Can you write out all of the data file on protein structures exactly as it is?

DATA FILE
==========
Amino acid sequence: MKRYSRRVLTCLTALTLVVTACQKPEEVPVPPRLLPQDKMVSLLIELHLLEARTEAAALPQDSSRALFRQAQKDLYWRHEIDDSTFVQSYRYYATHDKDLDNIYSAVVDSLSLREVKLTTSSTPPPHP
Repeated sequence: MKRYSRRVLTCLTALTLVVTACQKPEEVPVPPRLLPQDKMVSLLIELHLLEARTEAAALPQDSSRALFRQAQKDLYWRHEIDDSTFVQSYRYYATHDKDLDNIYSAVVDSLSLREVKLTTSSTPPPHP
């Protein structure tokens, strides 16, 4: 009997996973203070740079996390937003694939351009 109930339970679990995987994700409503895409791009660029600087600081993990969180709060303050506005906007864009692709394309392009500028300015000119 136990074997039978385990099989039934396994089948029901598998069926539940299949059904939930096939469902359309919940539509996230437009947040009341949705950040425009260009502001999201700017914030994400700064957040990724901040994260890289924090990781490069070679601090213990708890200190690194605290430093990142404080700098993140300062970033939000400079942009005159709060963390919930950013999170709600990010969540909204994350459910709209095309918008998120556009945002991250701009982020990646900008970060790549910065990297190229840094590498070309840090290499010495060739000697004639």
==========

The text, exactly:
Amino acid sequence: MKRYSRRVLTCLTALTLVVTACQKPEEVPVPPRLLPQDKMVSLLIELHLLEARTEAAALPQDSSRALFRQAQKDLYWRHEIDDSTFVQSYRYYATHDKDLDNIYSAVVDSLSLREVKLTTSSTPPPHP
Repeated sequence: MKRYSRRVLTCLTALTLVVTACQKPEEVPVPPRLLPQDKMVSLLIELHLLEARTEAAALPQDSSRALFRQAQKDLYWRHEIDDSTFVQSYRYYATHDKDLDNIYSAVVDSLSLREVKLTTSSTPPPHP
């Protein structure tokens, strides 16, 4: 009997996973203070740079996390937003694939351009 109930339970679990995987994700409503895409791009660029600087600081993990969180709060303050506005906007864009692709394309392009500028300015000119 136990074997039978385990099989039934396994089948029901598998069926539940299949059904939930096939469902359309919940539509996230437009947040009341949705950040425009260009502001999201700017914030994400700064957040990724901040994260890289924090990781490069070679601090213990708890200190690194605290430093990142404080700098993140300062970033939000400079942009005159709060963390919930950013999170709600990010969540909204994350459910709209095309918008998120556009945002991250701009982020990646900008970060790549910065990297190229840094590498070309840090290499010495060739000697004639």